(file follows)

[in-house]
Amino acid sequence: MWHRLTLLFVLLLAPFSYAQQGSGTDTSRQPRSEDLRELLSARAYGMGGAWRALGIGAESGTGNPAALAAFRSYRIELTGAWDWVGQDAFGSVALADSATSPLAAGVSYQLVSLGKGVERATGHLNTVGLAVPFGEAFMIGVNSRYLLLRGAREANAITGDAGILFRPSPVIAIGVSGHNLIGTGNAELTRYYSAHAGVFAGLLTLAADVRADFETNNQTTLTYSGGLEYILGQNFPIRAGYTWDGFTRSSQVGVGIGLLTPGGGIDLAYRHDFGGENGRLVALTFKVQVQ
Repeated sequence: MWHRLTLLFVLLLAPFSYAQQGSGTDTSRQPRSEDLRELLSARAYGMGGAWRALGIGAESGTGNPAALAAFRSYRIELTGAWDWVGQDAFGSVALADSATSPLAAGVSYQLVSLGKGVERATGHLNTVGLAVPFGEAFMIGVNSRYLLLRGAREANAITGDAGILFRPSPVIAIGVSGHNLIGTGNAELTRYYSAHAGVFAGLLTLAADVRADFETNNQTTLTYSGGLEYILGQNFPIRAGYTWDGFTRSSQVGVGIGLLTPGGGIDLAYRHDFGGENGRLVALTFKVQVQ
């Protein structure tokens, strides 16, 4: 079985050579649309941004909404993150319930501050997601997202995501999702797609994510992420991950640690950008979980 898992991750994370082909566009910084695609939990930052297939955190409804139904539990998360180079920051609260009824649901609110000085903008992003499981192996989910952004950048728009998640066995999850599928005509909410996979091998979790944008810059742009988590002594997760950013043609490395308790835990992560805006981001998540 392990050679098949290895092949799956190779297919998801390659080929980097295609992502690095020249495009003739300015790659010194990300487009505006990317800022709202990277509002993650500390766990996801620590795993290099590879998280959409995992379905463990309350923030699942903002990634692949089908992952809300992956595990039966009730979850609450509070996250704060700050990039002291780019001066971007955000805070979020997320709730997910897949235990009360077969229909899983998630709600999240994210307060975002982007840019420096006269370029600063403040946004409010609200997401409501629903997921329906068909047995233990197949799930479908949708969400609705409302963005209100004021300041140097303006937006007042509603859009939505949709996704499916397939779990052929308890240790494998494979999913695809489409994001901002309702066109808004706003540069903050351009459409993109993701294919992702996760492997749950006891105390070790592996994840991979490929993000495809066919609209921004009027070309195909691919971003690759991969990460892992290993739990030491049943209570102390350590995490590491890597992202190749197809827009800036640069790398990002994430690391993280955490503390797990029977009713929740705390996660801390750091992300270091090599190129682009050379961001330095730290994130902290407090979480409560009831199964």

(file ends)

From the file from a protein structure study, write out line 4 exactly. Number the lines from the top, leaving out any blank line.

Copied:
């Protein structure tokens, strides 16, 4: 079985050579649309941004909404993150319930501050997601997202995501999702797609994510992420991950640690950008979980 898992991750994370082909566009910084695609939990930052297939955190409804139904539990998360180079920051609260009824649901609110000085903008992003499981192996989910952004950048728009998640066995999850599928005509909410996979091998979790944008810059742009988590002594997760950013043609490395308790835990992560805006981001998540 392990050679098949290895092949799956190779297919998801390659080929980097295609992502690095020249495009003739300015790659010194990300487009505006990317800022709202990277509002993650500390766990996801620590795993290099590879998280959409995992379905463990309350923030699942903002990634692949089908992952809300992956595990039966009730979850609450509070996250704060700050990039002291780019001066971007955000805070979020997320709730997910897949235990009360077969229909899983998630709600999240994210307060975002982007840019420096006269370029600063403040946004409010609200997401409501629903997921329906068909047995233990197949799930479908949708969400609705409302963005209100004021300041140097303006937006007042509603859009939505949709996704499916397939779990052929308890240790494998494979999913695809489409994001901002309702066109808004706003540069903050351009459409993109993701294919992702996760492997749950006891105390070790592996994840991979490929993000495809066919609209921004009027070309195909691919971003690759991969990460892992290993739990030491049943209570102390350590995490590491890597992202190749197809827009800036640069790398990002994430690391993280955490503390797990029977009713929740705390996660801390750091992300270091090599190129682009050379961001330095730290994130902290407090979480409560009831199964």